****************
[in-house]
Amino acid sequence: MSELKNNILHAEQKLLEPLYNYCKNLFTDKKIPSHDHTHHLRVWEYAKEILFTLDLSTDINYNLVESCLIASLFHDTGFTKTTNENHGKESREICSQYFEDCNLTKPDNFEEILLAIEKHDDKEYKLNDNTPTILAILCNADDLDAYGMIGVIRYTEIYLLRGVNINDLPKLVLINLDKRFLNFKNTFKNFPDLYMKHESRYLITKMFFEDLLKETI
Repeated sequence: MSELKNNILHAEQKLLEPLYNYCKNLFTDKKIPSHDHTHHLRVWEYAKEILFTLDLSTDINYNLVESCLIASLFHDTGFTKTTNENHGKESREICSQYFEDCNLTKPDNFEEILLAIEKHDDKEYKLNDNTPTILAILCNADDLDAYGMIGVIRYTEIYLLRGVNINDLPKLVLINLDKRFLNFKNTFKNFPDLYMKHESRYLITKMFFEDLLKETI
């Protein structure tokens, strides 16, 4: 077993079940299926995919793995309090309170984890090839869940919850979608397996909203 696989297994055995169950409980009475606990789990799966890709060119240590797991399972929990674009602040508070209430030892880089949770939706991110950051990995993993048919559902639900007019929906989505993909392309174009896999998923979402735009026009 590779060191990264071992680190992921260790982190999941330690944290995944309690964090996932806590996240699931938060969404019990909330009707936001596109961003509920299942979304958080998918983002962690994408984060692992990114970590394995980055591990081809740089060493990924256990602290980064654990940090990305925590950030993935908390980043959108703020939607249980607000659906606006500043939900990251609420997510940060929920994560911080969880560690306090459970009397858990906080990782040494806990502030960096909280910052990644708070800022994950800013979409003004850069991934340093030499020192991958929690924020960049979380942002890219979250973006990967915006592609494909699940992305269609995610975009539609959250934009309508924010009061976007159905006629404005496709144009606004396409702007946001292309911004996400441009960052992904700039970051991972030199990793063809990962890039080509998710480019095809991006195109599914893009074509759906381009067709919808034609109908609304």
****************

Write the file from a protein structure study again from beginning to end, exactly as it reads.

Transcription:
[in-house]
Amino acid sequence: MSELKNNILHAEQKLLEPLYNYCKNLFTDKKIPSHDHTHHLRVWEYAKEILFTLDLSTDINYNLVESCLIASLFHDTGFTKTTNENHGKESREICSQYFEDCNLTKPDNFEEILLAIEKHDDKEYKLNDNTPTILAILCNADDLDAYGMIGVIRYTEIYLLRGVNINDLPKLVLINLDKRFLNFKNTFKNFPDLYMKHESRYLITKMFFEDLLKETI
Repeated sequence: MSELKNNILHAEQKLLEPLYNYCKNLFTDKKIPSHDHTHHLRVWEYAKEILFTLDLSTDINYNLVESCLIASLFHDTGFTKTTNENHGKESREICSQYFEDCNLTKPDNFEEILLAIEKHDDKEYKLNDNTPTILAILCNADDLDAYGMIGVIRYTEIYLLRGVNINDLPKLVLINLDKRFLNFKNTFKNFPDLYMKHESRYLITKMFFEDLLKETI
């Protein structure tokens, strides 16, 4: 077993079940299926995919793995309090309170984890090839869940919850979608397996909203 696989297994055995169950409980009475606990789990799966890709060119240590797991399972929990674009602040508070209430030892880089949770939706991110950051990995993993048919559902639900007019929906989505993909392309174009896999998923979402735009026009 590779060191990264071992680190992921260790982190999941330690944290995944309690964090996932806590996240699931938060969404019990909330009707936001596109961003509920299942979304958080998918983002962690994408984060692992990114970590394995980055591990081809740089060493990924256990602290980064654990940090990305925590950030993935908390980043959108703020939607249980607000659906606006500043939900990251609420997510940060929920994560911080969880560690306090459970009397858990906080990782040494806990502030960096909280910052990644708070800022994950800013979409003004850069991934340093030499020192991958929690924020960049979380942002890219979250973006990967915006592609494909699940992305269609995610975009539609959250934009309508924010009061976007159905006629404005496709144009606004396409702007946001292309911004996400441009960052992904700039970051991972030199990793063809990962890039080509998710480019095809991006195109599914893009074509759906381009067709919808034609109908609304």